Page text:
New celestial neighbor


The recent announcement of the discovery of an icy, asteroid-sized object orbiting the Sun a billion miles beyond Pluto has created a stir in astronomy circles. This celestial neighbor is the most distant member of the solar system yet observed. The discovery was the result of a five-year search by David Jewitt, a University of Hawaii astronomer, and Jane Luu, a researcher at the University of California at Berkeley, for evidence supporting the theory that some comets, like the one named after Englishman Edmund Halley, come from a ring of icy material at the outer rim of the solar system.

The new find is too small to be a planet and too far away to be an ordinary asteroid. A new term may have to be coined for such objects, which seem to share qualities of both comets and asteroids. Meanwhile, the object has been given a tentative designation from the International Astronomical Union. The privilege of naming it goes to its discoverers once its orbit has been confirmed.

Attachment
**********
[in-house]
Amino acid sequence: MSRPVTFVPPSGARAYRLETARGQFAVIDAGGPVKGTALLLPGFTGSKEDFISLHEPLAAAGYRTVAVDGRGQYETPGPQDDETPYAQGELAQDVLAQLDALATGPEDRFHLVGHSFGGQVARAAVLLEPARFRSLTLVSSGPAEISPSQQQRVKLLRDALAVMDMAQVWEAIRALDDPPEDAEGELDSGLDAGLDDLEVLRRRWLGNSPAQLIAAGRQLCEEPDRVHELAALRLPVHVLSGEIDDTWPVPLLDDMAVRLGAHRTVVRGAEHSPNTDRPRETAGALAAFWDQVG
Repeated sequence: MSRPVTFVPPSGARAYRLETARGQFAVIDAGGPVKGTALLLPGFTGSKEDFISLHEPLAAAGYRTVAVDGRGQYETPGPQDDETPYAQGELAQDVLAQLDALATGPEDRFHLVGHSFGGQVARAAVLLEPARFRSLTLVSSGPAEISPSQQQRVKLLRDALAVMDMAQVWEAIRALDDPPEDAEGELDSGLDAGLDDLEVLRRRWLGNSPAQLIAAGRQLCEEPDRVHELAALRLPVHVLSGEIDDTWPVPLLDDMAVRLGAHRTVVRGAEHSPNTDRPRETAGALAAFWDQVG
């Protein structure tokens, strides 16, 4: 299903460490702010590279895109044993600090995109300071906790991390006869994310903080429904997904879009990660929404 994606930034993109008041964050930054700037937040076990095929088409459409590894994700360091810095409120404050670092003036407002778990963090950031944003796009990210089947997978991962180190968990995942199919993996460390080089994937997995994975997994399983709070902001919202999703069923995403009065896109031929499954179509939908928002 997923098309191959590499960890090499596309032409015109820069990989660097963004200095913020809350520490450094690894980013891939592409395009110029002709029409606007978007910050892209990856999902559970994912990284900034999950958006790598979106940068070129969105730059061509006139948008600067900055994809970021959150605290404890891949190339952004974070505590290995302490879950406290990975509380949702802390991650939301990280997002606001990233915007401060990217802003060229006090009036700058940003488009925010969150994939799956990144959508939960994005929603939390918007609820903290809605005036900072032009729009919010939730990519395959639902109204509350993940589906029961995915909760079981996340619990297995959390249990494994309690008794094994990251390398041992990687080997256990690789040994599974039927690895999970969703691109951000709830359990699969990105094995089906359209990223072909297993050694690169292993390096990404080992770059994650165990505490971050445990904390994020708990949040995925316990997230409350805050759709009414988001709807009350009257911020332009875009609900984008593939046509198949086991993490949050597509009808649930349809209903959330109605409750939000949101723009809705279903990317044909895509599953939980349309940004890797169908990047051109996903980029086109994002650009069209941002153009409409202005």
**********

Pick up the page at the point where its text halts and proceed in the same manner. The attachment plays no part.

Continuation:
Finding a suitable moniker won't be all that easy, however. The convention of naming celestial bodies after figures from Greek and Roman mythology has run up against a problem: there aren't enough names to go around. So astronomers have borrowed from Teutonic legend, Shakespearean drama, even historical personages -- composer Richard Wagner has an asteroid named for him.

To maintain a semblance of order, astronomers try to give similar objects similar names. For instance, the two celestial neighbors that seem to most resemble the new object are a couple of recently discovered chunks of material orbiting the Sun between Saturn and Uranus. They were named Chiron and Pholus after two mythological creatures called centaurs. The centaur is described in Ovid's "Metamorphosis" as a beast with the head and torso of a man and the body of a horse.

So why not just name the new object after another centaur? Not so good -- the centaurs were pretty unsavory characters. The centaur Nessus, for example, first tried to rape the wife of Hercules, then tricked her into poisoning her husband with a phony love potion. King Pirithous of Lapithae once invited the centaurs to his wedding; the ungrateful wretches got so drunk they tried to carry off the royal bride. Pirithous himself tried to steal Pluto's wife, Persephone, and wound up chained to a rock for his trouble. These guys were tough on the neighborhood.

Here's a suggestion: When it's time to choose a name, pick something harmless -- like Jack.

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